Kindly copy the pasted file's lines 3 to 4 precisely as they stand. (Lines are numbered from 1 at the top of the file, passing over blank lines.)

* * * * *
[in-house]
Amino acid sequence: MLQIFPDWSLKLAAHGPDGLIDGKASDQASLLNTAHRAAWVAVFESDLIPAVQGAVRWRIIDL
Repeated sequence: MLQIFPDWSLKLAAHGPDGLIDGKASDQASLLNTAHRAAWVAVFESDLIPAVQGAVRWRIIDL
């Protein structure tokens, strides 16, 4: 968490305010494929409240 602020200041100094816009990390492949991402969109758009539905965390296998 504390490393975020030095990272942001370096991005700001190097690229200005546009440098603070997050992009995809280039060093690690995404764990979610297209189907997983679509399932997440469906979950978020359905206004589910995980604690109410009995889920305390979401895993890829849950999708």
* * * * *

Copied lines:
Repeated sequence: MLQIFPDWSLKLAAHGPDGLIDGKASDQASLLNTAHRAAWVAVFESDLIPAVQGAVRWRIIDL
């Protein structure tokens, strides 16, 4: 968490305010494929409240 602020200041100094816009990390492949991402969109758009539905965390296998 504390490393975020030095990272942001370096991005700001190097690229200005546009440098603070997050992009995809280039060093690690995404764990979610297209189907997983679509399932997440469906979950978020359905206004589910995980604690109410009995889920305390979401895993890829849950999708």